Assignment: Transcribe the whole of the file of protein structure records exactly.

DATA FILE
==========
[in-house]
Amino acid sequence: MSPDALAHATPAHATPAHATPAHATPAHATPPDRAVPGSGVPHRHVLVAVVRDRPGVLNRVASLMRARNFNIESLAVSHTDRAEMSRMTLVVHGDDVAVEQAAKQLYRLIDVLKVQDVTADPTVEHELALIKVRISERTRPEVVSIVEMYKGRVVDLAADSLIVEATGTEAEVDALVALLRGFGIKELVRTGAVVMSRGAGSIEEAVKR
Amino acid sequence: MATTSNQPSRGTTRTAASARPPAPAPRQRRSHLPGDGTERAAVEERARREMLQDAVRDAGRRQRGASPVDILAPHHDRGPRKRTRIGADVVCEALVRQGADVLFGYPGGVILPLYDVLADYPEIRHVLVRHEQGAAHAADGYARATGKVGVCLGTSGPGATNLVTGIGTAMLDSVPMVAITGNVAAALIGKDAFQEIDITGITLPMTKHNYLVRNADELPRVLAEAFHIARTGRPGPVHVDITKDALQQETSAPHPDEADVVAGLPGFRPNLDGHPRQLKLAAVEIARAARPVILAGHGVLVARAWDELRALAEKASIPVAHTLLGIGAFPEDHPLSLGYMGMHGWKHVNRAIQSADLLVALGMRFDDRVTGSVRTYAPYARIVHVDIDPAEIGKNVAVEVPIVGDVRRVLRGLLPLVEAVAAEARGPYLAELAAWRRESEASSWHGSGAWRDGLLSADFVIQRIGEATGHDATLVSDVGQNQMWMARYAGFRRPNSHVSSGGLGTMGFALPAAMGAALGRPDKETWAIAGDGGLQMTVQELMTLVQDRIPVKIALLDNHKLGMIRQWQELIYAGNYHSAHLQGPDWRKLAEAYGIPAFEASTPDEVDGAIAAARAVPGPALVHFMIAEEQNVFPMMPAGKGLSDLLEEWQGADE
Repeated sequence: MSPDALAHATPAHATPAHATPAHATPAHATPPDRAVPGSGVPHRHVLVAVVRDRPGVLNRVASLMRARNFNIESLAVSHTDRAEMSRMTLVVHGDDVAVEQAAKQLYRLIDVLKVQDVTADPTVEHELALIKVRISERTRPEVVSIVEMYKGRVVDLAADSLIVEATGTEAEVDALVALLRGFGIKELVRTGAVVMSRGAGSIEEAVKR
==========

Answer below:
[in-house]
Amino acid sequence: MSPDALAHATPAHATPAHATPAHATPAHATPPDRAVPGSGVPHRHVLVAVVRDRPGVLNRVASLMRARNFNIESLAVSHTDRAEMSRMTLVVHGDDVAVEQAAKQLYRLIDVLKVQDVTADPTVEHELALIKVRISERTRPEVVSIVEMYKGRVVDLAADSLIVEATGTEAEVDALVALLRGFGIKELVRTGAVVMSRGAGSIEEAVKR
Amino acid sequence: MATTSNQPSRGTTRTAASARPPAPAPRQRRSHLPGDGTERAAVEERARREMLQDAVRDAGRRQRGASPVDILAPHHDRGPRKRTRIGADVVCEALVRQGADVLFGYPGGVILPLYDVLADYPEIRHVLVRHEQGAAHAADGYARATGKVGVCLGTSGPGATNLVTGIGTAMLDSVPMVAITGNVAAALIGKDAFQEIDITGITLPMTKHNYLVRNADELPRVLAEAFHIARTGRPGPVHVDITKDALQQETSAPHPDEADVVAGLPGFRPNLDGHPRQLKLAAVEIARAARPVILAGHGVLVARAWDELRALAEKASIPVAHTLLGIGAFPEDHPLSLGYMGMHGWKHVNRAIQSADLLVALGMRFDDRVTGSVRTYAPYARIVHVDIDPAEIGKNVAVEVPIVGDVRRVLRGLLPLVEAVAAEARGPYLAELAAWRRESEASSWHGSGAWRDGLLSADFVIQRIGEATGHDATLVSDVGQNQMWMARYAGFRRPNSHVSSGGLGTMGFALPAAMGAALGRPDKETWAIAGDGGLQMTVQELMTLVQDRIPVKIALLDNHKLGMIRQWQELIYAGNYHSAHLQGPDWRKLAEAYGIPAFEASTPDEVDGAIAAARAVPGPALVHFMIAEEQNVFPMMPAGKGLSDLLEEWQGADE
Repeated sequence: MSPDALAHATPAHATPAHATPAHATPAHATPPDRAVPGSGVPHRHVLVAVVRDRPGVLNRVASLMRARNFNIESLAVSHTDRAEMSRMTLVVHGDDVAVEQAAKQLYRLIDVLKVQDVTADPTVEHELALIKVRISERTRPEVVSIVEMYKGRVVDLAADSLIVEATGTEAEVDALVALLRGFGIKELVRTGAVVMSRGAGSIEEAVKR